Isisaurus

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Isisaurus
Temporal range: Late Cretaceous, 70 Ma
Isisaurus DB.jpg
Scientific classification edit
Kingdom: Animalia
Phylum: Chordata
Clade: Dinosauria
Order: Saurischia
Suborder: Sauropodomorpha
Clade: Sauropoda
Clade: Titanosauria
Clade: Lithostrotia
Family: Antarctosauridae
Genus: Isisaurus
Wilson & Upchurch, 2003
Species:
I. colberti
Binomial name
Isisaurus colberti
(Jain & Bandyopadhyay, 1997)
Synonyms

Isisaurus (named after the Indian Statistical Institute[1]) is a genus of dinosaur from the Late Cretaceous Period. Isisaurus was a sauropod (specifically a titanosaur), which lived in what is now India.

Description

There are two types of sauropod skulls from Maastrichtian India. While Jainosaurus had a broad and flat cranium, the skull of Isisaurus was robust and compact. Additionally, the angle between the occipital bone and occipital condyle is different in the two taxa. In the specimen from Dongargaon it is equal to 120°. The cranium of Isisaurus resembles in that matter the skulls of Diplodocus and Apatosaurus (genera belonging to the Diplodocidae), but the bone modifications are different.[2]

Discovery and Naming

The type specimen of Isisaurus colberti, ISI R 335/1-65, was originally described and named as Titanosaurus colberti by Sohan Lal Jain and Saswati Bandyopadhyay in 1997, the specific name honouring Edwin Harris Colbert,[3][4] but was placed in its own genus, by Wilson and Upchurch, in 2003.[5] It had a short, vertically directed neck and long forelimbs,[citation needed] making it considerably different from other sauropods. The humerus is 148 centimetres long.[3] Based on this specimen, Isisaurus would have grown to about 18 meters (60 feet) in length and weighed about 14,000 kg (15 tons).[6]

Isisaurus is known from much better remains than most titanosaurs. Most of its postcranial skeleton is known. The skeletal material Jain and Bandyopadhyay found between 1984 and 1986 was "in associated and mostly articulated condition;" it included cervical, dorsal, sacral and caudal vertebrae, ribs, pelvis, scapula, coracoid, left forelimb and other bones, though skull, hindlimb and foot bones were missing.[3] The site locality is Dongargaon Hill, which is in a Maastrichtian crevasse splay claystone in the Lameta Formation of India.[4] Dongargaon Hill (20.212318N,79.090709E) is located near Warora, in Chandrapur District, Maharashtra.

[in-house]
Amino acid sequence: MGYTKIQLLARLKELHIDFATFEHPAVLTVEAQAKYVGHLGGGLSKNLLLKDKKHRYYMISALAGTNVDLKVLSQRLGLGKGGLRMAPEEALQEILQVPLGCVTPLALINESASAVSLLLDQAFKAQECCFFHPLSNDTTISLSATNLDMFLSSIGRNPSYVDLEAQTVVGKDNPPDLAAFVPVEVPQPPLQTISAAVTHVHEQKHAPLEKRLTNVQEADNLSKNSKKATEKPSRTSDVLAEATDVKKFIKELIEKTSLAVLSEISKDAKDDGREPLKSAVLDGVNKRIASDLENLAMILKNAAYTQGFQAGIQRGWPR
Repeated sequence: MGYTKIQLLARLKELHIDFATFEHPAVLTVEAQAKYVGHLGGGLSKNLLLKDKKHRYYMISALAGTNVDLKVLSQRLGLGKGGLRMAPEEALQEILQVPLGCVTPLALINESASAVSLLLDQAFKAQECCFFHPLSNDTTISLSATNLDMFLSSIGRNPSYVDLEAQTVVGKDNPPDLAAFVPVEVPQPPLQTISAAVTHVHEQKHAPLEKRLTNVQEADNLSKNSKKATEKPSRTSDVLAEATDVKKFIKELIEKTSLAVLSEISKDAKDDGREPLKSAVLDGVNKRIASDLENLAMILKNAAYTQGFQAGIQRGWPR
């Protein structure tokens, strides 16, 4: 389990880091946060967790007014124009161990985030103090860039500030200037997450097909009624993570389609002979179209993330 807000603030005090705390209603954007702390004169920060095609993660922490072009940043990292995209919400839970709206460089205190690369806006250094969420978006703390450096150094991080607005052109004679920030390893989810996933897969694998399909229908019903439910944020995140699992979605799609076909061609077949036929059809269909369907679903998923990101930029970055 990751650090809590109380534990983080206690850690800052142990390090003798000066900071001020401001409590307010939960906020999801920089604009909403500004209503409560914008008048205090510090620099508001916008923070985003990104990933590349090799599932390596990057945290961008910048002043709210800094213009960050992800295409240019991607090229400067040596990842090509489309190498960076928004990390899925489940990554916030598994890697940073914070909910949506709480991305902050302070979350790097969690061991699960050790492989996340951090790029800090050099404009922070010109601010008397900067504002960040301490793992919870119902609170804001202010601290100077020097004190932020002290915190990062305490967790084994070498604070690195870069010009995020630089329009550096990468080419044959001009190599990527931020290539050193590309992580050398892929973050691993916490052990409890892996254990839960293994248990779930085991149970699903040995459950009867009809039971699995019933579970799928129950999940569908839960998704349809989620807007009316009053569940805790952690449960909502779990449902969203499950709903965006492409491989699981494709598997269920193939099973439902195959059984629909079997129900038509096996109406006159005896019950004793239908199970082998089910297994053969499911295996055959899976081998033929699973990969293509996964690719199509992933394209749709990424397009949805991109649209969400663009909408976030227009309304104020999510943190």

Palaeobiology

Fungus in coprolites believed to have been voided by Isisaurus indicate that it ate leaves from several species of tree, since these fungi are known to be pathogens which infect tree leaves.[7]

Paleoecology

Isisaurus lived in the area belonging nowadays to India[8] during the Maastrichtian (which is the uppermost stage of Late Cretaceous epoch).[9] Its remains are the most complete among the Cretaceous dinosaurs known from that region.[10] Khosla et al. (2003) listed the following Indian sauropods:[11]

Wilson et al. (2009) listed only two Indian titanosaurs, Isisaurus and its distant relative, Jainosaurus. Isisaurus and Jainosaurus lived sympatrically in the area of nowadays middle and western India, Isisaurus being also present in the area of western Pakistan.[2]

References

  1. ^ "The 10 Ugliest Dinosaurs". about.com. Retrieved November 15, 2013.
  2. ^ a b Jeffrey A. Wilson, Michael D. D'emic, Kristina A. Curry Rogers, Dhananjay M. Mohabey & Subashis Sen (2009). "A reassesment of the sauropod dinosaur Jainosaurus (="Antarctosaurus") septentrionalis from the Upper Cretaceous of India". Contributions from the Museum of Paleontology, University of Michigan. 32 (2): 17–40. Retrieved 2 September 2018.
  3. ^ a b c Jain, Sohan L.; Bandyopadhyay, Saswati (1997). "New Titanosaurid (Dinosauria: Sauropoda) from the Late Cretaceous of Central India". Journal of Vertebrate Paleontology. Norman, Okla.: University of Oklahoma. 17 (1): 114. doi:10.1080/02724634.1997.10010958.
  4. ^ a b "Isisaurus colberti". Paleobiology Database. Retrieved December 31, 2012.
  5. ^ Wilson, Jeffrey A.; Upchurch, P. (2003). "A revision of Titanosaurus Lydekker (Dinosauria – Sauropoda), the first dinosaur genus with a 'Gondwanan' distribution" (PDF). Journal of Systematic Palaeontology. Cambridge, U.K.: Cambridge University Press. 1 (3): 125–160. doi:10.1017/s1477201903001044. Retrieved December 31, 2012.
  6. ^ Montague J.R. (2006). "Estimates of body size and geological time of origin for 612 dinosaur genera (Saurischia, Ornithischia)", Florida Scientist. 69(4): 243-257.
  7. ^ Sharma, N., Kar, R.K., Agarwal, A. and Kar, R. (2005). "Fungi in dinosaurian (Isisaurus) coprolites from the Lameta Formation (Maastrichtian) and its reflection on food habit and environment." Micropaleontology, 51(1): 73-82.
  8. ^ Wilson, J. A. (2006). "An Overview of Titanosaur Evolution and Phylogeny" (PDF). Actas de las III Jornadas Internacionales sobre Paleontología de Dinosaurios y su Entorno, Salas de los Infantes, Burgos. Retrieved 2 September 2018.
  9. ^ González Riga, Bernardo J. (2005). "Nuevos restos fósiles de Mendozasaurus neguyelap (Sauropoda, Titanosauria) del Cretácico Tardío de Mendoza, Argentina". Ameghiniana. 42.
  10. ^ Jeffrey A. Wilson, Paul C. Sereno, Suresh Srivastava, Devendra K. Bhatt, (2003-08-15). "A New Abelisaurid (Dinosauria, Theropoda) Grom The Lameta" (PDF). Contributions From The Museum of Paleontology. The University of Michigan. 31 (1): 1–42. Retrieved 2 September 2018.
  11. ^ Khosla, A., V. V. Kapur, P. C. Sereno, J. A. Wilson, G. P. Wilson, D. Dutheil, A. Sahni, M. P. Singh, S. Kumar (2003). "First dinosaur remains from the Cenomanian-Turonian Nimar Sandstone (Bagh Beds), district Dhar, Madhya Pradesh, India" (PDF). Journal of The Palaeontogical Society of India. 48: 115–127. Retrieved 2 September 2018.
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